Oct 11 2005 09:35 PM

Thanks for the info.
After all these years, I can now check that off my list of questions I always wanted to know the answers to.


Oct 11 2005 09:55 PM

I always thought they were the same pitch, and got annoyed when it became
cool all of a sudden that some pitcher's career was saved by this new great
pitch - good thread and good diggins for answers.

Oct 11 2005 10:02 PM

Question on Mike Scott, the article credits Roger Craig with teaching Scott the split-finger pitch helping Scott go from an average pitcher to Cy Young award winner, don't some people and some Mets believe that Scott "doctored" the ball that year?

Oct 11 2005 10:18 PM

He did get caught flicking that piece of emory paper off his finger once,
didn't he? I don't remember exactly when that was though.

Edgy DC
Oct 11 2005 10:44 PM
Edited 1 time(s), most recently on Oct 11 2005 11:37 PM

The fork is slower, according to Rob Neyer and Bill James:

FORKBALL Precursor to the Split-Finger Fastball, the Forkball was popularized shortly after World War I by Bullet Joe Bush, then with the Red Sox. Basically a sort of change-up, Bush's forkball was gripped with the index and middle finger spread as far apart as possible, and when thrown correctly would travel plateward with little spin, almost like a knuckleball, and appear to dip suddenly upon its arrival aqt the plate.

Over the years, it's likely that the pitch was generally thrown with the fingers held closer together, and more spin.

What distinguishes the forkball from the splitter? As thrown by Bush and Roy Face (its most famous practitioners), the forkball is held deeper in the hand and thrown with less velocity than the split-finger fastball (think of the hard curve vs. the slow curve).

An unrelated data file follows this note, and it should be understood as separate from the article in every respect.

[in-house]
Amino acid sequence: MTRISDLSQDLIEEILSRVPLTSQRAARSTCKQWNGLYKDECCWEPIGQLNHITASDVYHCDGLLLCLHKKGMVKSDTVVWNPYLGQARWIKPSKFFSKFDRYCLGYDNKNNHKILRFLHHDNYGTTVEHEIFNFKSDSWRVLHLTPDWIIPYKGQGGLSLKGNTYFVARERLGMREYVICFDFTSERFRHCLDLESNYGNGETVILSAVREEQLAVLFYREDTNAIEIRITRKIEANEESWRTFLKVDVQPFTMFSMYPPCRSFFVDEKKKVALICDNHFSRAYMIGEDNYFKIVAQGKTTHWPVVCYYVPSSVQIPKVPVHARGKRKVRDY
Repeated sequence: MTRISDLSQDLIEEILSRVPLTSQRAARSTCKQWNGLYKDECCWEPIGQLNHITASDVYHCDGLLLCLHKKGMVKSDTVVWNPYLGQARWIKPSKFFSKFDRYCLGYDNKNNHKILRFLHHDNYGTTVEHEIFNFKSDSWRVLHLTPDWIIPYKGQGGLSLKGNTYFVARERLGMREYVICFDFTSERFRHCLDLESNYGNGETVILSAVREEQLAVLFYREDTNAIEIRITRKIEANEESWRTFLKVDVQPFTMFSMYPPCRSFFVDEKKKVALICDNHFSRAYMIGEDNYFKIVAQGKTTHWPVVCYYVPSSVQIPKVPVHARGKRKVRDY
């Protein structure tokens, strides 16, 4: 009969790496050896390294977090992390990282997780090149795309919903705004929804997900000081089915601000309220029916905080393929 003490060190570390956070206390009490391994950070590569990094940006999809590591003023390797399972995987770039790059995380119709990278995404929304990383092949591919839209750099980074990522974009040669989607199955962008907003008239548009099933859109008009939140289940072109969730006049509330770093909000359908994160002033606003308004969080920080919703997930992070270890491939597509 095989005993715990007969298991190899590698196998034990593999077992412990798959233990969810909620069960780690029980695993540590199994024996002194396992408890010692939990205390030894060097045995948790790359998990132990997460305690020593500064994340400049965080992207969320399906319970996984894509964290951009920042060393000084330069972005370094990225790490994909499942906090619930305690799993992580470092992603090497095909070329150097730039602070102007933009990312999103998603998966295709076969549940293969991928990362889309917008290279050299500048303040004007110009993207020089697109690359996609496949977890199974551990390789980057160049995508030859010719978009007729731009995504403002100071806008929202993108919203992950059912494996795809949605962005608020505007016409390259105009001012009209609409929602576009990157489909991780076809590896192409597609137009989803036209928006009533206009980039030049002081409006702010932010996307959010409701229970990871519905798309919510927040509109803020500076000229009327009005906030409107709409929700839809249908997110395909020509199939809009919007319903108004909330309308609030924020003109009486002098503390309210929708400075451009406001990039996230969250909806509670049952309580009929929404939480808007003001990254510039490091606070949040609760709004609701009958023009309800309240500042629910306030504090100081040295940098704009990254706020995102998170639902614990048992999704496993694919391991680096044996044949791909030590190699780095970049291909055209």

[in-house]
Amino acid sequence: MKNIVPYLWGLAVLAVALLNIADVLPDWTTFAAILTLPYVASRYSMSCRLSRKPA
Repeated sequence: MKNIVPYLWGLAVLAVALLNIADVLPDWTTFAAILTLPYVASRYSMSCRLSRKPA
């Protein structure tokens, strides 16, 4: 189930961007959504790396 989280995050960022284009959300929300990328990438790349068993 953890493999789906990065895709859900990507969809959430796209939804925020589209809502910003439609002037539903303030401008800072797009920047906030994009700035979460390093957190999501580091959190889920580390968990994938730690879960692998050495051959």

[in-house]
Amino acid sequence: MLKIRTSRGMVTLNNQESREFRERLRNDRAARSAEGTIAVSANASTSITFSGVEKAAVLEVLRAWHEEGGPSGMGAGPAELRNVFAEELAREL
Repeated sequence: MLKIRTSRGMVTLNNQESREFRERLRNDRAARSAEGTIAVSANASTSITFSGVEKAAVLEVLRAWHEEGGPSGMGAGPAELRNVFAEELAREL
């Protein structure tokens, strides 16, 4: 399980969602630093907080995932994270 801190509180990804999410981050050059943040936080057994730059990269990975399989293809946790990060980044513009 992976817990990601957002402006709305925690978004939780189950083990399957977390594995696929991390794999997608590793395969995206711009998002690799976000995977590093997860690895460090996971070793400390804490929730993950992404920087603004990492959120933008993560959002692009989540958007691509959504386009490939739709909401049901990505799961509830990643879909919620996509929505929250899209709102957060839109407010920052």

For more about the forkball, see article on page 45. (1)

SPLIT-FINGERED FASTBALL a.k.a.Splittter Invented by Fred Martin, perfected by Bruce Sutter in the late 1970s, and popularized by Roger Craig in the early '80s, the splitter looks to the hitter like a fastball until it takes an abrupt dip. What's the difference between a forkball and a splitter? Not always a lot. But according to Sutter, "The way Martin taught it and I threw it, the pitch wasn't the same as a forkball. You threw it a lot harder. And the ball has spin on it.... It's like a changeup except harder."(2)

For more on the split-fingered fastball see article on page 45. (3)

There's a lot of overlap in the discussion of pitches and it is well that we want specifications to better define their distinctions. What some pitchers call their fastball, others might call their cut fastball. What some call their cutter, others might call their slider. What some call their slider, others might call their curve, even thought the former pitch has similar characteristics in the delivery and effect as the latter pitch with a different pitcher.

Sinkers, and splitters, and forkballs have similar fuzzy borders among them, but as you see above, there are distinctions for most iterations.

(1) Neyer, Rob, and Bill James, The Neyer/James Guide to Pitchers: An Historical Compendium of Pitching, Pitchers, and Pitches, Fireside (New York, 2004), p. 15.

(2) Cairns, Bob. Pen Men: Baseball's Greatest Bullpen Stories by the Men Who Brought the Game Relief, St. Martin's Press (New York, 1993) , p. 469.

(3) Ibid. Neyer, pp.21-22.

Frayed Knot
Oct 11 2005 11:30 PM

McCarver actually talked about this briefly tonight.
He said Contreras has a fork ball and said the difference is that the fork "is choked more"; ie. jammed further in between the fingers.